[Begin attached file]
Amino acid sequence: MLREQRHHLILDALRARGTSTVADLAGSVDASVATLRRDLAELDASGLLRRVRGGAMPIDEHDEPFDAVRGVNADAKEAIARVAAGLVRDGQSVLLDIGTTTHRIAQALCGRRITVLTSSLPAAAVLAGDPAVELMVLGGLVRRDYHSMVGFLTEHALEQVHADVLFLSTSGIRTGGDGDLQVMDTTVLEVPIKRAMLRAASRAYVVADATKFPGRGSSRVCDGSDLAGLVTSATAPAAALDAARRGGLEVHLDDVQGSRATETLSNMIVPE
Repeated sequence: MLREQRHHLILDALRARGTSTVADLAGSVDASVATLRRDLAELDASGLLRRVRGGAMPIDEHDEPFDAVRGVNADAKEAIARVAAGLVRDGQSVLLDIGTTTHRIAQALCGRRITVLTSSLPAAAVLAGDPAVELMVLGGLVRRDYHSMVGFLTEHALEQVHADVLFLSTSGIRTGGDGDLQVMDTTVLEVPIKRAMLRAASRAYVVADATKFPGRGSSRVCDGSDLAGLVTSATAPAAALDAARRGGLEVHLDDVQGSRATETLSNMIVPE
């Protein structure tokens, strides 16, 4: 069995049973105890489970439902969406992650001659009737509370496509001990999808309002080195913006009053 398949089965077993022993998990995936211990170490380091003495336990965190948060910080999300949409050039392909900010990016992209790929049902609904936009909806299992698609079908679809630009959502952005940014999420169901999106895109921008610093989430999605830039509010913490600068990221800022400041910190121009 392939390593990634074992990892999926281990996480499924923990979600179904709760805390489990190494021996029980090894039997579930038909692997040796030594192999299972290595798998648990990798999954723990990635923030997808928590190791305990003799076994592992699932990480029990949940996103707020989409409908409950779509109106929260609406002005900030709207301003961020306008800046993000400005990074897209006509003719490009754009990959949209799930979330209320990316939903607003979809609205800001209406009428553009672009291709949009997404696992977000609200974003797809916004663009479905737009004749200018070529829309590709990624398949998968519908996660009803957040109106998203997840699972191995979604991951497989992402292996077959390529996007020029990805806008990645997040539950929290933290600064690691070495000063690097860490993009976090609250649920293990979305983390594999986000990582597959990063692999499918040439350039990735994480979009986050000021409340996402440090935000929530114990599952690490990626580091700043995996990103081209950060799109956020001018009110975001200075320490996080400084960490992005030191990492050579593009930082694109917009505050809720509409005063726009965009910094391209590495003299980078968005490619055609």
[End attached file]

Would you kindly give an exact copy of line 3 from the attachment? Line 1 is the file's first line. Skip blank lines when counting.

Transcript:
């Protein structure tokens, strides 16, 4: 069995049973105890489970439902969406992650001659009737509370496509001990999808309002080195913006009053 398949089965077993022993998990995936211990170490380091003495336990965190948060910080999300949409050039392909900010990016992209790929049902609904936009909806299992698609079908679809630009959502952005940014999420169901999106895109921008610093989430999605830039509010913490600068990221800022400041910190121009 392939390593990634074992990892999926281990996480499924923990979600179904709760805390489990190494021996029980090894039997579930038909692997040796030594192999299972290595798998648990990798999954723990990635923030997808928590190791305990003799076994592992699932990480029990949940996103707020989409409908409950779509109106929260609406002005900030709207301003961020306008800046993000400005990074897209006509003719490009754009990959949209799930979330209320990316939903607003979809609205800001209406009428553009672009291709949009997404696992977000609200974003797809916004663009479905737009004749200018070529829309590709990624398949998968519908996660009803957040109106998203997840699972191995979604991951497989992402292996077959390529996007020029990805806008990645997040539950929290933290600064690691070495000063690097860490993009976090609250649920293990979305983390594999986000990582597959990063692999499918040439350039990735994480979009986050000021409340996402440090935000929530114990599952690490990626580091700043995996990103081209950060799109956020001018009110975001200075320490996080400084960490992005030191990492050579593009930082694109917009505050809720509409005063726009965009910094391209590495003299980078968005490619055609």